A Purpus Endless Summer: 60s and 70s surf star Mike Purpus is inspired by Bruce Brown’s “The Endless Summer”
by Mike Purpus
In the early 1960s, surf movie posters were hung in the windows of all the hangouts. Hermosa Beach’s Foster’s Freeze, Winchell’s Donuts, (both long gone) and Mickey’s Deli (still kicking) and Stan’s Liquor Store in Manhattan Beach (also long gone) were just a few of the establishments with posters in the window. I was a 12-year-old surf-stoked kid who had to have latest surf movie poster. I covered my bedroom wall with them. My friends and I were surfing’s version of the “Little Rascals,” all caught up in surfing together and attending surf movie premieres.
Surf films were shown in school auditoriums, working their way up the coast from San Diego to Santa Cruz. Pier Avenue Junior High School Auditorium, now the Hermosa Beach Playhouse, was the surf movie spot for the South Bay. Out in front, there was invariably a line of bushy-blond boys — dressed in Levi’s, Pendleton shirts and huarache sandals — that went past the police station at the bottom of the hill. The only female presence were the girls holding hands with their boyfriends, who were booed by the hormonally-changing audience members for bringing them. Everybody carried bags of sunflower seeds and penny licorice. Surf movies cost $1.50 to $2.00, which was expensive compared to 50 cents for a theater movie. We didn’t care. It wasn’t a movie. It was an adventure that took us to faraway, to the perfect waves we dreamed about surfing one day.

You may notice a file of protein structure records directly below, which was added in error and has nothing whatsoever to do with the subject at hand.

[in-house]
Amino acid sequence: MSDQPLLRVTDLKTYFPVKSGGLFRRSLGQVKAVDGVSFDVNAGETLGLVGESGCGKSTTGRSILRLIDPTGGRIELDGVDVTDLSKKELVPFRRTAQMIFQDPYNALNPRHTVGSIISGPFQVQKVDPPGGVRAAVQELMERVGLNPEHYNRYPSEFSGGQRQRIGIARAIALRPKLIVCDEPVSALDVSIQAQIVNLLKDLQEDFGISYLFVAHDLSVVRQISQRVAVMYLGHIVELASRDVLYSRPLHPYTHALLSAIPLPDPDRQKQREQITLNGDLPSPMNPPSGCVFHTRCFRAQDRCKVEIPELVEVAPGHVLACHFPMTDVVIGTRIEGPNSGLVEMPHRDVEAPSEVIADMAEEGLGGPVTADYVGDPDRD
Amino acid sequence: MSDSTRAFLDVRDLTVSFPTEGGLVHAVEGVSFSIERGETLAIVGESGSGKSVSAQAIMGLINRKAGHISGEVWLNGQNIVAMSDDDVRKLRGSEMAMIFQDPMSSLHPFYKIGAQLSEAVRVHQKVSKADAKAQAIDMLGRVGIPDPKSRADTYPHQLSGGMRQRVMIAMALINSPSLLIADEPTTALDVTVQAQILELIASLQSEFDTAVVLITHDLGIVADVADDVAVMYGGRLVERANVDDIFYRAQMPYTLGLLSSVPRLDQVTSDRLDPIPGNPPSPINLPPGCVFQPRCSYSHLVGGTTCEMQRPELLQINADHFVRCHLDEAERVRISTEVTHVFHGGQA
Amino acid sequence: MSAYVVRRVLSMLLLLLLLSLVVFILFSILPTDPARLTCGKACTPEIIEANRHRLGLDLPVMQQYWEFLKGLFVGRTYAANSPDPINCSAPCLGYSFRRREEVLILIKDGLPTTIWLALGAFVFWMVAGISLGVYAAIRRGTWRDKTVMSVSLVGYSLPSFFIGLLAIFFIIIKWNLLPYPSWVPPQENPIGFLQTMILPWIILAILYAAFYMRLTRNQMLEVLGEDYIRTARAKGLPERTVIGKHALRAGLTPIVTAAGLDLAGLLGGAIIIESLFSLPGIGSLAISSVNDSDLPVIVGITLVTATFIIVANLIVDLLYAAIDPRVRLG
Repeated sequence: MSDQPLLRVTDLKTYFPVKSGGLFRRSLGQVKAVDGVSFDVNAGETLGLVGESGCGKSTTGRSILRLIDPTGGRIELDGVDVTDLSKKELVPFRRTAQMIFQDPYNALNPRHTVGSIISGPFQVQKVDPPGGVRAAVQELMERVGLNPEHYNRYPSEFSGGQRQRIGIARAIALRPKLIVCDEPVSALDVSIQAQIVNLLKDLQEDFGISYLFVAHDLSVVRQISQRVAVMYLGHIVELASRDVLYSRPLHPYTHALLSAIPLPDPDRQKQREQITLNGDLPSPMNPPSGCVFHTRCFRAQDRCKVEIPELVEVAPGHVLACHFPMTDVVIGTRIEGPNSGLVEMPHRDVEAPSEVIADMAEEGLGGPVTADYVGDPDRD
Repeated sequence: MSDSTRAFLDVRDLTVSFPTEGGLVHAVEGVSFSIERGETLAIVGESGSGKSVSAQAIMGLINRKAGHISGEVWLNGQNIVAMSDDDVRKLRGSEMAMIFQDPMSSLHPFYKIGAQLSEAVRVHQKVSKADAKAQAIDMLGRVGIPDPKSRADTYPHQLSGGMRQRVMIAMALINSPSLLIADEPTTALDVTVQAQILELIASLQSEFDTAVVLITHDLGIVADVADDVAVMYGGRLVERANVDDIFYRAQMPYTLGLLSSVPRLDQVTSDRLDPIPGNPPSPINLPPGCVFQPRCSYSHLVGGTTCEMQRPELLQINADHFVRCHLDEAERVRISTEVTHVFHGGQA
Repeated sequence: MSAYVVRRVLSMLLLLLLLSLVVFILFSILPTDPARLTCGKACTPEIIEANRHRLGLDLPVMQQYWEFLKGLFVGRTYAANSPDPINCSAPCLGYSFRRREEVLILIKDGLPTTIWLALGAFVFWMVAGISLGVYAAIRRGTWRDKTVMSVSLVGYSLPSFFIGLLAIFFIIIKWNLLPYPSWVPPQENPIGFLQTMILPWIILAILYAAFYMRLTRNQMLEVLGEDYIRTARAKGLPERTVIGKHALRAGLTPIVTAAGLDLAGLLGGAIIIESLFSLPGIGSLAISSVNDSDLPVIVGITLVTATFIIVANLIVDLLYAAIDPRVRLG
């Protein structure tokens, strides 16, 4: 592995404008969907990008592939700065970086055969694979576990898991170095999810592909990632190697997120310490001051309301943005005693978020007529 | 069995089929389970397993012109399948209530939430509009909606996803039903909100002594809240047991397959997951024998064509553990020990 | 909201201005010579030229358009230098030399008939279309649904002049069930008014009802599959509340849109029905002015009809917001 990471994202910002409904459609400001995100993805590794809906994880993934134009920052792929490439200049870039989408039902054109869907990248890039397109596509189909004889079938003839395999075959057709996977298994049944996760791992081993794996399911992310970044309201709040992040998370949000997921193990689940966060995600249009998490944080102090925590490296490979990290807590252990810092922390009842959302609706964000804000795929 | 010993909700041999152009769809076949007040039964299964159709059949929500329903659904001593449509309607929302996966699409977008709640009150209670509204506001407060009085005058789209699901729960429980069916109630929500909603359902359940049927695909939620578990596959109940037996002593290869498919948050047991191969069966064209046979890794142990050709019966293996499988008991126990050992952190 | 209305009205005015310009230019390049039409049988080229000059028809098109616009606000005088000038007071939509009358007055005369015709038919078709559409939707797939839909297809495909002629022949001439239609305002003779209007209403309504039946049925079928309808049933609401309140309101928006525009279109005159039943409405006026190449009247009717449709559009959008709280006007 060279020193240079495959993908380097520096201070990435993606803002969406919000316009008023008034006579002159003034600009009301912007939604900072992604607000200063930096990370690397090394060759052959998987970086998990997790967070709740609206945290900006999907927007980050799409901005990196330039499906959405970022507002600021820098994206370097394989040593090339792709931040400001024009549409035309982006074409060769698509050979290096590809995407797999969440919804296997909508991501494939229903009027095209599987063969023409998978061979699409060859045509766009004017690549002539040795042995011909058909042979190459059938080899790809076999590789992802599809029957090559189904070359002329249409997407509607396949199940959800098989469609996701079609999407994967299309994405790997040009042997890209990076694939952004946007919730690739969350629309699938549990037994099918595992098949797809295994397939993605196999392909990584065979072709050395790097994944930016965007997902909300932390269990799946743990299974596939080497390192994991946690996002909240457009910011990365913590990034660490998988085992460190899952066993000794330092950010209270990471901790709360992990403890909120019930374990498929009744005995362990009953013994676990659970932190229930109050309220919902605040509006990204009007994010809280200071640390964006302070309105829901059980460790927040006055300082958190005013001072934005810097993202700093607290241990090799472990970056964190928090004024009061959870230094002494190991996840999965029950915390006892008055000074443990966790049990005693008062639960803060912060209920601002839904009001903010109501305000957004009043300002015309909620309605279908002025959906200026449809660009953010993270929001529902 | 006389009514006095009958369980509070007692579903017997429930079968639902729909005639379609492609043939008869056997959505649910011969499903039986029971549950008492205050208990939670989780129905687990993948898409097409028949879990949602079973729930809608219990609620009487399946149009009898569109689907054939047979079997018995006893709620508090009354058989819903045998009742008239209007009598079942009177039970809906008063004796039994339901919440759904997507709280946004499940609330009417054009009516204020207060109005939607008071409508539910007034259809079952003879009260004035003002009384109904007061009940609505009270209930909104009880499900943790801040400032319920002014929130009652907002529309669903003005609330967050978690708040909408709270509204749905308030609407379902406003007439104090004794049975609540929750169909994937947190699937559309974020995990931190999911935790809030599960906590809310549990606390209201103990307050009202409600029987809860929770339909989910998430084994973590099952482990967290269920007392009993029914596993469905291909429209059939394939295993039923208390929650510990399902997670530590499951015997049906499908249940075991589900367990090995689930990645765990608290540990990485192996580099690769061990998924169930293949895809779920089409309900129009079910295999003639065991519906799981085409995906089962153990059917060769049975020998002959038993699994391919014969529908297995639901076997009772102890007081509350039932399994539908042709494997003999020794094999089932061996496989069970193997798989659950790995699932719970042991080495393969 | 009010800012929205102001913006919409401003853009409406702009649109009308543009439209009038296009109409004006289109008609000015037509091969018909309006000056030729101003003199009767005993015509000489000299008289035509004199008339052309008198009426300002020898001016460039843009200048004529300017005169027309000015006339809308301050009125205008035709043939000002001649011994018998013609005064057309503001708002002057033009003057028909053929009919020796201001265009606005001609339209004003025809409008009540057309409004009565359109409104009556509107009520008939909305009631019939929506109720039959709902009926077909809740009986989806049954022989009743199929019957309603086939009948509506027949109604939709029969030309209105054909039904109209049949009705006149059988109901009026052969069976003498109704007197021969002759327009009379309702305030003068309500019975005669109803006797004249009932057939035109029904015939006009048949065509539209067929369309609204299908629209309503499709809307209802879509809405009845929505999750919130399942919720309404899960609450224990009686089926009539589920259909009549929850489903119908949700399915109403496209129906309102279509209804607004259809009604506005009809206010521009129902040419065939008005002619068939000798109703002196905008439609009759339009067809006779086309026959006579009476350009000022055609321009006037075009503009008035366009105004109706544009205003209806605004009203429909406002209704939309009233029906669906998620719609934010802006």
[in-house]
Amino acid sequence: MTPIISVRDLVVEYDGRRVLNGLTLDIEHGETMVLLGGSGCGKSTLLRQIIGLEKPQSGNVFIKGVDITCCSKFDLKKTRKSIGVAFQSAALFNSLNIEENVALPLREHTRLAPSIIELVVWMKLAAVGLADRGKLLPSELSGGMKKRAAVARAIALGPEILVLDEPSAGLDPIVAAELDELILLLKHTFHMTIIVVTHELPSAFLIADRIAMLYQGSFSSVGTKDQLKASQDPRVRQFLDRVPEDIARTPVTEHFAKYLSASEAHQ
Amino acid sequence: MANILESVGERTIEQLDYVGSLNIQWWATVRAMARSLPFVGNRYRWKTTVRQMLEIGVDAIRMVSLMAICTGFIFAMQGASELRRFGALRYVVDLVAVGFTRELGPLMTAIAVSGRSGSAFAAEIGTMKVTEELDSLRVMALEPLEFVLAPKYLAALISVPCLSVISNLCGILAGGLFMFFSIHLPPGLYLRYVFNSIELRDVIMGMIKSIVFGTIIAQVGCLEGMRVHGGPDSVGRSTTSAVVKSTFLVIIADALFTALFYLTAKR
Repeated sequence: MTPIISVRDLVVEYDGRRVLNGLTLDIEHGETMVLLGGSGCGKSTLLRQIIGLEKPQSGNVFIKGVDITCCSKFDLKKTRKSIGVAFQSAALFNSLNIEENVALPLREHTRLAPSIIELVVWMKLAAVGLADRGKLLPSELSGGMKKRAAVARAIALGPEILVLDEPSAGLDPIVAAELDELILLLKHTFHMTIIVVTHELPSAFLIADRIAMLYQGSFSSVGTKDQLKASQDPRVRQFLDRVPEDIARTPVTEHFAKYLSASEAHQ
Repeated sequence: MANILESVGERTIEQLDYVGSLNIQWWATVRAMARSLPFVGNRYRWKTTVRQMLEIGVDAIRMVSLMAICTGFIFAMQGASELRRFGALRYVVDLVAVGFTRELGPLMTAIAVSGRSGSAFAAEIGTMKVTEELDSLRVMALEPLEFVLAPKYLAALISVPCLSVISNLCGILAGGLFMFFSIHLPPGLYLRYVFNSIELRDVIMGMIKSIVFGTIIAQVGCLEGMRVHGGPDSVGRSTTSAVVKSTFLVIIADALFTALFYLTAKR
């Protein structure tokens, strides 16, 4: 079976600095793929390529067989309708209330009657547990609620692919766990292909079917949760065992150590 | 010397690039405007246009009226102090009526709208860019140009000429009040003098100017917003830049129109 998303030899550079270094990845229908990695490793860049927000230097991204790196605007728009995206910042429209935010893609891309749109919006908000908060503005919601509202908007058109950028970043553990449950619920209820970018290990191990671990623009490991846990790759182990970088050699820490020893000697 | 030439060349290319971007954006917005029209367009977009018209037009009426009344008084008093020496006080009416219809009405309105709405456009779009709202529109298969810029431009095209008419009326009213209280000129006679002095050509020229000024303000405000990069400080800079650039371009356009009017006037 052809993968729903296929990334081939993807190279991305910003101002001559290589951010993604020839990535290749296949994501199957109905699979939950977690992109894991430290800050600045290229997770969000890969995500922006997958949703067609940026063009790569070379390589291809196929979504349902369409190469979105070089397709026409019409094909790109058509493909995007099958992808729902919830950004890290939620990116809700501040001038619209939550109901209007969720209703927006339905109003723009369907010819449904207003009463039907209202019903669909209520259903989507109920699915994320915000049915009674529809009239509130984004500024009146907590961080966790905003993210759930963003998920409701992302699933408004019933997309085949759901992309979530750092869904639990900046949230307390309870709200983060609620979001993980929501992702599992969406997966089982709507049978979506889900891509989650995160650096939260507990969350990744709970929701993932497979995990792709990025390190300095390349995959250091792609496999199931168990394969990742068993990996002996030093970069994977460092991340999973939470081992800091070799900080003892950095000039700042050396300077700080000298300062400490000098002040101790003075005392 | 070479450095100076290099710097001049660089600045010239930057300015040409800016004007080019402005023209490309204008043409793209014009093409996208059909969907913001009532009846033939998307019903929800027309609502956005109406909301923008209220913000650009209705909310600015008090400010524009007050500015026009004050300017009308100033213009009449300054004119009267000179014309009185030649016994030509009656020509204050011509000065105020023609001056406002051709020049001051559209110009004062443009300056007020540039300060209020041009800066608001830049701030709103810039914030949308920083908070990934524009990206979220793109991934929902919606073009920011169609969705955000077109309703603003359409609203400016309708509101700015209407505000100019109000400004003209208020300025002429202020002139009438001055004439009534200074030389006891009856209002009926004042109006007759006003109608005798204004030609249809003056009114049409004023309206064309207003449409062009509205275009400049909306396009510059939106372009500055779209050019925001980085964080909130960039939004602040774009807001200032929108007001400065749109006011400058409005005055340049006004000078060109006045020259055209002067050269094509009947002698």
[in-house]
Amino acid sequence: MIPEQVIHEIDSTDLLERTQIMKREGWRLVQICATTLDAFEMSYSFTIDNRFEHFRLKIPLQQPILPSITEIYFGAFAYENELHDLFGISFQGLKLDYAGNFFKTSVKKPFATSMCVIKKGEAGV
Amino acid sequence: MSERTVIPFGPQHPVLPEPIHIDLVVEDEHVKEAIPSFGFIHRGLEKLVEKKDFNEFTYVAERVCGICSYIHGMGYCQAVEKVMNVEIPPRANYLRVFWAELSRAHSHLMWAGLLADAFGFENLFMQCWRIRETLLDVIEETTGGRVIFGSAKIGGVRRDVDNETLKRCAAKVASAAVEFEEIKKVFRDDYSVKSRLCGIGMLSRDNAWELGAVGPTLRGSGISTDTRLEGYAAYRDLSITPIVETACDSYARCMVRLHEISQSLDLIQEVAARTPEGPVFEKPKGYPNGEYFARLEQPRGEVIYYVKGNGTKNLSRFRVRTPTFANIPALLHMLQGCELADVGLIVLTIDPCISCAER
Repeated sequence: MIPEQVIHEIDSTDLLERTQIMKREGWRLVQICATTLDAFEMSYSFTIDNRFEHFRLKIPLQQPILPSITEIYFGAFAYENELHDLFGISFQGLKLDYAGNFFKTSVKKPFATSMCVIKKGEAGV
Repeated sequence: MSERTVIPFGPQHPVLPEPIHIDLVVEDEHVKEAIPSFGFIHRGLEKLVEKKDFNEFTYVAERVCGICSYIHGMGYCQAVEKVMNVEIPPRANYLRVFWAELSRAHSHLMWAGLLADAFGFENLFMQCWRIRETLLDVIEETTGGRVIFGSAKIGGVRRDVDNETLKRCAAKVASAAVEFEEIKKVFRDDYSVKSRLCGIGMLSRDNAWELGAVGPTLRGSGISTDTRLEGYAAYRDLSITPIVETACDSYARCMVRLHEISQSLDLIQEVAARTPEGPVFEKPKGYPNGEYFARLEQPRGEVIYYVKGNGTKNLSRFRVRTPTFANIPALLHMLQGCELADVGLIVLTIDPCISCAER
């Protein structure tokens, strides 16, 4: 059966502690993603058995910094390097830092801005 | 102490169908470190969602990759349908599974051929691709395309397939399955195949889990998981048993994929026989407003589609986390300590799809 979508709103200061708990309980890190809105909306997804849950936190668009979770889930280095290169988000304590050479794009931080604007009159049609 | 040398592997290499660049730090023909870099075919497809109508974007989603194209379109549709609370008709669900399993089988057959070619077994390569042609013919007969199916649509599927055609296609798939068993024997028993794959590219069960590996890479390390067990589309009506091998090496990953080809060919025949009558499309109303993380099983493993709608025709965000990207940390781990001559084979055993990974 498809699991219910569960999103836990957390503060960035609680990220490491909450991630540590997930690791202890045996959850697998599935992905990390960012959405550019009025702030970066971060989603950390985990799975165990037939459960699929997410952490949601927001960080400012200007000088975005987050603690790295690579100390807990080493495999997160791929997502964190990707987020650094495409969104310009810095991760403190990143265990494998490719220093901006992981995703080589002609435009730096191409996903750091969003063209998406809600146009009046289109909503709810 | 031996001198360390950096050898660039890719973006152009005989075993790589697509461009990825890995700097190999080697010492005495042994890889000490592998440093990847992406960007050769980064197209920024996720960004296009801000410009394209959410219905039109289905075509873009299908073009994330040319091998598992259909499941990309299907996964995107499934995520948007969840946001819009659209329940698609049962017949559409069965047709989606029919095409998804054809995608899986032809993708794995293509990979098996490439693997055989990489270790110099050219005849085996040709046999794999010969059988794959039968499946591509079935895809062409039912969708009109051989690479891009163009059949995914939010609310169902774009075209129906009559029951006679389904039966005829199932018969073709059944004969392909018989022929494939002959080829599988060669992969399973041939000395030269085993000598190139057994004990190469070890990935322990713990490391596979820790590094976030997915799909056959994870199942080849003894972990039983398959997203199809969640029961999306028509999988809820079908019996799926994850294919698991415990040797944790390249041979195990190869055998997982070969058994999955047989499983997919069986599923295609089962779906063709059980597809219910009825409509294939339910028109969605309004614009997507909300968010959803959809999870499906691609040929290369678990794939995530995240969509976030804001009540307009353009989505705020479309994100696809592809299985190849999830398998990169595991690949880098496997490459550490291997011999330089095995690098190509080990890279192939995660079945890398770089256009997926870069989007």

Bruce Brown’s first surf movie, my first surf movie experience, was 1958’s “Slippery When Wet.” It was the perfect escape to Hawaii, with all my surfing idols, including Dewey Weber, Donald Takayama, Kemp Aaberg, and Hermosa Beach local Freddie Phaler. The movie was only half the entertainment. In the lobby, Velzy, Jacobs, Bing and Greg Noll displayed their latest surfboards. The soundtrack played as Brown sat on the side of the stage narrating. His style was perfect. He had a Rod Serling-like pitch with a Johnny Carson sense of humor.
The surfing sequences were broken up with corny skits. In one particular scene, a group of surfers wakes up to flat waves. The surfers run down to the store for a big box of Surf Laundry Detergent. They pour the box in the ocean and instantly start riding 10-foot’ waves. All the hardcore surfers loved “Slippery When Wet” and couldn’t wait for Bruce’s next effort.